Yale is a city in Payne County, Oklahoma, United States. The population was 1,227 at the 2010 census, a decline of 8.6 percent from 1,342 at the 2000 census.
Yale's founding in 1895 is attributed to a local farmer, Sterling F. Underwood, who established a post office by that name in his general store, about 1.5 miles (2.4 km) east of the present town. When the Eastern Oklahoma Railway built its line across Payne County, a group led by George W. Canfield began a different townsite also within Eagle Township that would be closer to the railroad, at its planned junction with the Missouri–Kansas–Texas Railroad. Underwood moved his store to the new site in 1902, making the new site the permanent location for the town of Yale. A 1907 map shows the town contained 230 acres surrounding the railroad junction, and to its east southeast the Underwood farm of 158 acres. By 1910, Yale had a population of 685, supported mostly by agricultural services and cotton processing.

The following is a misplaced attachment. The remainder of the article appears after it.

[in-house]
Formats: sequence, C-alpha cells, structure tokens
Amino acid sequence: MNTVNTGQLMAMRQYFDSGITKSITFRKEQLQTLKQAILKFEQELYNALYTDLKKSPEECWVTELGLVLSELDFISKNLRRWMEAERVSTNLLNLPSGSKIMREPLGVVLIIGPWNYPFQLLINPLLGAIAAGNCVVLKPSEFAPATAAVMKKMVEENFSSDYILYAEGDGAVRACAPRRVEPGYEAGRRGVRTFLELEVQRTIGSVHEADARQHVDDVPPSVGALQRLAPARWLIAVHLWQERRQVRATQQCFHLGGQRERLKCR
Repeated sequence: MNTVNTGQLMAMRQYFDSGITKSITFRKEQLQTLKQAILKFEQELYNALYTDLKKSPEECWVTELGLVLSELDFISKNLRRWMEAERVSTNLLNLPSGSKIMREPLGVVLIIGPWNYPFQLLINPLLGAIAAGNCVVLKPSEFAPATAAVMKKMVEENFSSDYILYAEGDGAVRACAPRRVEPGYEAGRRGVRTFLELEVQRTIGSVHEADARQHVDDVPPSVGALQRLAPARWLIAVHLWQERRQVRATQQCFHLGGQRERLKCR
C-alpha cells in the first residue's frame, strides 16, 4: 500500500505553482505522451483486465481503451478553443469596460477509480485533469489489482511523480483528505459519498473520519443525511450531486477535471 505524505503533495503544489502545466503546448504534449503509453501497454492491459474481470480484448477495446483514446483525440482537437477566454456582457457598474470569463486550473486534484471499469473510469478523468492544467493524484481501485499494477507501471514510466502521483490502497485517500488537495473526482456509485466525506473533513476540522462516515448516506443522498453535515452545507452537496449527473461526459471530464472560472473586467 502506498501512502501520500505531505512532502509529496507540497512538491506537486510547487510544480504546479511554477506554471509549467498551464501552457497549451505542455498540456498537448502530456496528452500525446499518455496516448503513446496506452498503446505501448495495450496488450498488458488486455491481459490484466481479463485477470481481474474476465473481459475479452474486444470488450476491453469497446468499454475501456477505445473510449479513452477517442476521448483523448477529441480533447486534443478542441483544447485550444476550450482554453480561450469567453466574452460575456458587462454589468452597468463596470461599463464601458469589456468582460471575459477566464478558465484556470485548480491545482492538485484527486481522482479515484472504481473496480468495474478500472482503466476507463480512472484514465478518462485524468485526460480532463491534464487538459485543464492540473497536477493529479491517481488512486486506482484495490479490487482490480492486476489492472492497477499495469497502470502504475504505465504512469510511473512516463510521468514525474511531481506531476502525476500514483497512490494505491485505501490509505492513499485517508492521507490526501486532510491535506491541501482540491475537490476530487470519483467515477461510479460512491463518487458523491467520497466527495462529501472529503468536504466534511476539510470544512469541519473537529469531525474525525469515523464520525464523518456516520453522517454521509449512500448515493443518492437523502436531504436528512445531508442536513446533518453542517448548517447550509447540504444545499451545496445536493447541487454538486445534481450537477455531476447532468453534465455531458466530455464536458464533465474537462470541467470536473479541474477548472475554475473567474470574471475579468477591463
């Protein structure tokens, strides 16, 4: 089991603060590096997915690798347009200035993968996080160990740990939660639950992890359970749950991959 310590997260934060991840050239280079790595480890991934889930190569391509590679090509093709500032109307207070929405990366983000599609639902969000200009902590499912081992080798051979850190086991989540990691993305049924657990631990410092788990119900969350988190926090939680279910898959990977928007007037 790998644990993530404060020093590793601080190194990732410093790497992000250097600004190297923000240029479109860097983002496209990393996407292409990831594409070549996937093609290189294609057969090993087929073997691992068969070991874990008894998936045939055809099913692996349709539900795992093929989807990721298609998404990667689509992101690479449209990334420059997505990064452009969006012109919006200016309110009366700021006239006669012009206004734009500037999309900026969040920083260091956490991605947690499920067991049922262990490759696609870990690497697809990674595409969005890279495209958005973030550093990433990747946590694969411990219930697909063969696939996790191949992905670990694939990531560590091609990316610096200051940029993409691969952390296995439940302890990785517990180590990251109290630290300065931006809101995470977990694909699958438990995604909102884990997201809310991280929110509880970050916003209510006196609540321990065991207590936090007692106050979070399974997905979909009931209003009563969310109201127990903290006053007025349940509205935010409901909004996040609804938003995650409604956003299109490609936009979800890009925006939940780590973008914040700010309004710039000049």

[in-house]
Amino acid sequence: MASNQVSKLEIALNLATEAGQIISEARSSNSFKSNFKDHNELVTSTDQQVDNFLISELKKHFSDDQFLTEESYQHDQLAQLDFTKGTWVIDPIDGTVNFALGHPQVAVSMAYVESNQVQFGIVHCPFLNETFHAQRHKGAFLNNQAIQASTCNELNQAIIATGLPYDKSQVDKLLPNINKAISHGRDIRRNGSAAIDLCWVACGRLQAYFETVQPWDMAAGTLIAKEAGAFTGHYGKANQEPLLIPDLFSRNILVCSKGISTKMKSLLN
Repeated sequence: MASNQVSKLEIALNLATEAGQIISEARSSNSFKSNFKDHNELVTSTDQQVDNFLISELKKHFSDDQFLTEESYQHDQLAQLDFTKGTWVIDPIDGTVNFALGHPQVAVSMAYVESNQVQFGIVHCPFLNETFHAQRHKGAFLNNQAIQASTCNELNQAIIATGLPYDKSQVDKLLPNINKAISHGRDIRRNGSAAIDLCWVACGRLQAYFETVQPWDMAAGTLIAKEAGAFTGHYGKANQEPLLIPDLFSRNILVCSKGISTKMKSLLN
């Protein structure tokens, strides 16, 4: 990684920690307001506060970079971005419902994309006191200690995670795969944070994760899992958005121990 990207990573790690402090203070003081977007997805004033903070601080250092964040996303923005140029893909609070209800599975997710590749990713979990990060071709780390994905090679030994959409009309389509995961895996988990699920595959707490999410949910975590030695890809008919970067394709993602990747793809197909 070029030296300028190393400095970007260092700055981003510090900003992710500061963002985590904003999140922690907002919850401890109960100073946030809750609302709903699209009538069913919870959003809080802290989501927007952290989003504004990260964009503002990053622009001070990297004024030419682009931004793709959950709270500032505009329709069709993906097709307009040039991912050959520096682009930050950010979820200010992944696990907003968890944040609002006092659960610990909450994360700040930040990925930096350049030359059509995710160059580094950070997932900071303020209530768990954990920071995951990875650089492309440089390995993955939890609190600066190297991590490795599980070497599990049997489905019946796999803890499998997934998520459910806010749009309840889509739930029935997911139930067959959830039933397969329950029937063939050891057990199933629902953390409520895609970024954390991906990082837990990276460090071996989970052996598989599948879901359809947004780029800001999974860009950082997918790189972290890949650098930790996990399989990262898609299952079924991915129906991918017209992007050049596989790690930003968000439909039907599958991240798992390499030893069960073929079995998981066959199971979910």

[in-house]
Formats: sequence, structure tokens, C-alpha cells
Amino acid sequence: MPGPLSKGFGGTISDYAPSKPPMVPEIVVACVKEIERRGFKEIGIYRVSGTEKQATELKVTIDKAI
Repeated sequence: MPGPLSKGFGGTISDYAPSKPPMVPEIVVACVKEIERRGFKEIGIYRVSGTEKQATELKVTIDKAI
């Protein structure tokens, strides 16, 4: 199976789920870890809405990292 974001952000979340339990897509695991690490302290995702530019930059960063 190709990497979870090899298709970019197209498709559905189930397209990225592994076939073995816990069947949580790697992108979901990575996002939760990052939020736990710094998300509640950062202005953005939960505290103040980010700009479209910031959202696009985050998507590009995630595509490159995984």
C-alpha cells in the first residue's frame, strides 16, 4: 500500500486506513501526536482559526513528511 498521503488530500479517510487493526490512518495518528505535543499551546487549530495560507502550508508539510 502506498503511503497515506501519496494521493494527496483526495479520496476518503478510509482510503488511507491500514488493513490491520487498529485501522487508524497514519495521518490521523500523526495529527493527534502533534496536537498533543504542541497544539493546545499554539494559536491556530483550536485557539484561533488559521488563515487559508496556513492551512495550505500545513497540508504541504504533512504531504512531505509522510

On September 23, 1913, an oil well on the Randle farm produced a gusher. An even larger gusher began producing a month later. More discoveries followed. By the end of 1914, the combined Yale and Cushing fields were producing 220,000 barrels a day. The town boomed, attaining a population of 2,601 by the census of 1920.
The oil boom quickly deflated.